We've all heard it before, the instructor's closing statement at the end of a class. We've seen it graphically designed on t-shirts and quoted in social media posts. Namaste is complicated in its cultural meanings, and in order to respect the origins of yoga as its students, it is important to understand its nuances.
What is namaste?
From Sanskrit, namaste literally means "I bow to you". It is a term of respect, spoken in conjunction with the hands pressed together at heart center and fingers pointing up (also referred to as prayer hands or anjali mudra) while bowing the head. Sometimes, the hands come together at the forehead with thumbs touching between the brows (the location of the Third Eye chakra) before the hands move down to the Heart chakra. Sometimes, namaste isn't even spoken at all, as the posture of the hands and the bowing of the head all convey the same message without the need for the vocalization. In western yoga, using namaste refers to the divine within one person acknowledging, recognizing and honoring the divine within the other (promoted by spiritual leader Ram Dass in his 1976 book Grist for the Mill). It is about setting aside the ego, connecting with those outside of ourselves and realizing that we are all more alike than different.
While some people regard this gesture of respect with highly spiritual connotations (given yoga's Hindu origins), other people (particularly in India) use it simply as a respectful greeting in every day life, such as toward elders, without any association to religion or even yoga. It is simply a cultural expression, like giving your new boss a handshake. This dichotomy has often caused friction over the use of namaste in the western world.
Why it's complicated.
When it comes to religion, things often get sticky. In 2016, an elementary school in Georgia introduced yoga and other mindfulness practices into their classrooms to help students manage stress, but was forced to ban the use of namaste, anjali mudra, mandalas and other "spiritual" symbols after parents complained that they were pushing non-Christian (ie. Hindu and Buddhist) customs onto their children (Reference). While not all westerners share this belief, this event is proof that there is an amount of people large enough to stimulate change.
For some people, namaste has so much weight and importance within yoga culture that they are offended that the word has been co-opted by western commercialism. To them, phrases like "nama-slay" or "namaste in bed" plastered on t-shirts, mugs and tote bags undermine the "sacredness" of namaste to appeal to a wider, more "western" audience. For other people, the reverence for this single word in yoga that doesn't have nearly as much significance in a different context is simply amusing.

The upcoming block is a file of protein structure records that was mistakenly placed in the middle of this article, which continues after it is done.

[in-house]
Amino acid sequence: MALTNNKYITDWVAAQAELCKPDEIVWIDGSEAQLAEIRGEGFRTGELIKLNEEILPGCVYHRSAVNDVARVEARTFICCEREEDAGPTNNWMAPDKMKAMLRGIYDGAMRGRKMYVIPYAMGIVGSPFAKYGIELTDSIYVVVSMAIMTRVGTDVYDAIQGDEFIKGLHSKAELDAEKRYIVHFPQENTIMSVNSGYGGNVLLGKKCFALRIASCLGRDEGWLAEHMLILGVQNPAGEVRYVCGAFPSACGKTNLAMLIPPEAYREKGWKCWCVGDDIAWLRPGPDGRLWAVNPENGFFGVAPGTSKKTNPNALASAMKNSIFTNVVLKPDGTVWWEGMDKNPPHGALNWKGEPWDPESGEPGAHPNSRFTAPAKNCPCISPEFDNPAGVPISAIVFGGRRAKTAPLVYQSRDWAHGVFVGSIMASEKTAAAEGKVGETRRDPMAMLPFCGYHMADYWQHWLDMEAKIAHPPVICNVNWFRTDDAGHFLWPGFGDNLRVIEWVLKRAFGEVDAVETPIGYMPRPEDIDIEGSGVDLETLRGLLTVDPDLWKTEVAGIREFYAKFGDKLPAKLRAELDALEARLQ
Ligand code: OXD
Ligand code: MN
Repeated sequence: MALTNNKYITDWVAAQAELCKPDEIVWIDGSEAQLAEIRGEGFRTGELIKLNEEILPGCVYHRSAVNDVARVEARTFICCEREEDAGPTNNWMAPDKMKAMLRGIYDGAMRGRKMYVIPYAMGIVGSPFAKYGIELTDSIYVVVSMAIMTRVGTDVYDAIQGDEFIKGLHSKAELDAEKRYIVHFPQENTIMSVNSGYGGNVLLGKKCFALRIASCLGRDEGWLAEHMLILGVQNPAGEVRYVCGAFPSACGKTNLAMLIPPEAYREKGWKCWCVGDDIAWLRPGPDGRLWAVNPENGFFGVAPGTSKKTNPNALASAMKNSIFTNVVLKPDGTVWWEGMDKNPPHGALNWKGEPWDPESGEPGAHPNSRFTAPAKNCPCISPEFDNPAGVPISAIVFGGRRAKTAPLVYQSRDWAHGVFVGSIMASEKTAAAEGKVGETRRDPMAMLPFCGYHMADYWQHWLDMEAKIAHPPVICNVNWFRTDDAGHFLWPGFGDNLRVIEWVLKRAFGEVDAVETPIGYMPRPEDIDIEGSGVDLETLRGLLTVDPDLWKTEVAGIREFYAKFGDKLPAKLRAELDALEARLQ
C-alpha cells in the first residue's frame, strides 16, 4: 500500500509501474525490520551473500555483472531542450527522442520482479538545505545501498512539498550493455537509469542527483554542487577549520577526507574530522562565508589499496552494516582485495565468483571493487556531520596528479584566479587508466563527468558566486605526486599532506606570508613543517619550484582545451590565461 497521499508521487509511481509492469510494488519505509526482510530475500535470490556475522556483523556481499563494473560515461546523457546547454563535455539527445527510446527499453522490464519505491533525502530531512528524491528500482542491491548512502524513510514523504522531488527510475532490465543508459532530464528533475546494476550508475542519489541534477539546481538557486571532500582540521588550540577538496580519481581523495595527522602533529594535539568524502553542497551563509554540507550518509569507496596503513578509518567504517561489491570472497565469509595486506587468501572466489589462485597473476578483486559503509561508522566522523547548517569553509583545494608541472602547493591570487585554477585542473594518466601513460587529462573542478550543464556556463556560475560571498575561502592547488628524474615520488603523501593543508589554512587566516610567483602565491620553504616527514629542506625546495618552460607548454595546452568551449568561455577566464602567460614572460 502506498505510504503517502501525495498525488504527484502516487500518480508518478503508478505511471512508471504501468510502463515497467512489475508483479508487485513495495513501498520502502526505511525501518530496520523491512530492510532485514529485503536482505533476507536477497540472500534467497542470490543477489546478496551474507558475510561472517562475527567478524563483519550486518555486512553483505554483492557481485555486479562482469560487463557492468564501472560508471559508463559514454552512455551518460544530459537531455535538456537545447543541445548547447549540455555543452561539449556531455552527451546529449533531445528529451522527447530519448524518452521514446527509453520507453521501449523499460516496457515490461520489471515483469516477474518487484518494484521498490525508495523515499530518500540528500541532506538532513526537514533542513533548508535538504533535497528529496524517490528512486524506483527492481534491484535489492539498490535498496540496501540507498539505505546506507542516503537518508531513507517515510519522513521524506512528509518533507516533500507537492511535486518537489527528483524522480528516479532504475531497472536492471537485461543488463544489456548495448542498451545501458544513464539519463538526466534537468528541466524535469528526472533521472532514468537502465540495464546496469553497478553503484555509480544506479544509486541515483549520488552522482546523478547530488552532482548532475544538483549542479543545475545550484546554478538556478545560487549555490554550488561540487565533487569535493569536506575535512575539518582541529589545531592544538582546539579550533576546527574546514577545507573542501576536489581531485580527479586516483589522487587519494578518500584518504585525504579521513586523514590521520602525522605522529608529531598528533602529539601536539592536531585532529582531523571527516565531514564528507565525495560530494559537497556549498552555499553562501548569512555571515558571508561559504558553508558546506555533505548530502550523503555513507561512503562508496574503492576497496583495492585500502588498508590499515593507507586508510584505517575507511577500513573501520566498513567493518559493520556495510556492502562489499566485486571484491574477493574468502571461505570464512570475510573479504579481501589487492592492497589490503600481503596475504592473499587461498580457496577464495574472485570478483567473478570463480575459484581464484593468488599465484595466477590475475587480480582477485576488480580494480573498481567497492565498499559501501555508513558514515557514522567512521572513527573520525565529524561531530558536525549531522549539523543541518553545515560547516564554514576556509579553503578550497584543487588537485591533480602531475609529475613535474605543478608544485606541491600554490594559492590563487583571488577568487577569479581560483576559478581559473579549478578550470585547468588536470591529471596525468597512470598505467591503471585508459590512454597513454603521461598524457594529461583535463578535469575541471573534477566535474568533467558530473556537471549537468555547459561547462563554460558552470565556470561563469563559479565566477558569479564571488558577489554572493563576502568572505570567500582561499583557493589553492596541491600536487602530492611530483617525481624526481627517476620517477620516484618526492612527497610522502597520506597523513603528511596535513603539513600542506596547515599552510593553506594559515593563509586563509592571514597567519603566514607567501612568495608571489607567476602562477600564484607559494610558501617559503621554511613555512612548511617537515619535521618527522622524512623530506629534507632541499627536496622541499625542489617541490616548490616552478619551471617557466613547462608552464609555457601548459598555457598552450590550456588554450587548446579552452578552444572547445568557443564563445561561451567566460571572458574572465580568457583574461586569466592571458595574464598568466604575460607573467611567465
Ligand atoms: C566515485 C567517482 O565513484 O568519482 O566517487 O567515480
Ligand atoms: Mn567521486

Still for others, particularly those with strong Hindu or Indian roots, the use of namaste in western yoga classes is considered to be offensive in ways that are associated with cultural appropriation and colonialism. To them, the word has been ripped from its original roots as an eastern greeting and taken far out of context by western yoga culture. It is one of many ways, like removing the Sanskrit names for poses, that yoga’s westernization has essentially erased its eastern influences. (More on all of this here, here, here, here, and... well, plenty of other places on the Internet. They're there for you to find.)
So what should I do?
I'm not really here to speak about whether or not namaste should be used in yoga classes in the West. Yoga studios and yoga instructors everywhere are re-examining its place in their classes. Some have removed namaste from their professional use, some continue to use it out of habit and others are still questioning it. With religion, culture and race woven in, it's a sensitive and complicated topic.
I asked a friend and fellow instructor, Shubha Holla, for her thoughts, as she is from India. She says, "Namaste is a polite way of greeting people. It's symbolic to humility and shedding ego. I always think it's a great idea to incorporate Sanskrit in yoga classes, provided the teacher knows what it means and it's not just some script that makes no sense to them. It's like how every living species has a scientific name and a layman term. You can use both, but the former is not going to make sense to everyone. I personally wouldn't buy stuff with quotes such as 'nama-slay' and such, but I also believe in 'live and let live'. I think western influence has a different take on yoga and has commercialized it, but it's to cater to the crowd here. It's important to recognize that yoga has deep spiritual connections in the East and be respectful of the practice."
Of course this is just one opinion, and not everyone of similar origins will be of the same mind. At the very least, if we are passionate about yoga, we can do our best to be respectful of the practice, as Shubha says. We can do our due diligence by becoming more informed about the its origins and complexities in the modern world. Read more, speak to people who are different from you, especially those with Indian/Hindu roots, and have discussions. No matter what your beliefs are, know that whenever you hear or express namaste, it could mean something different to someone else, whether it is spiritual or cultural.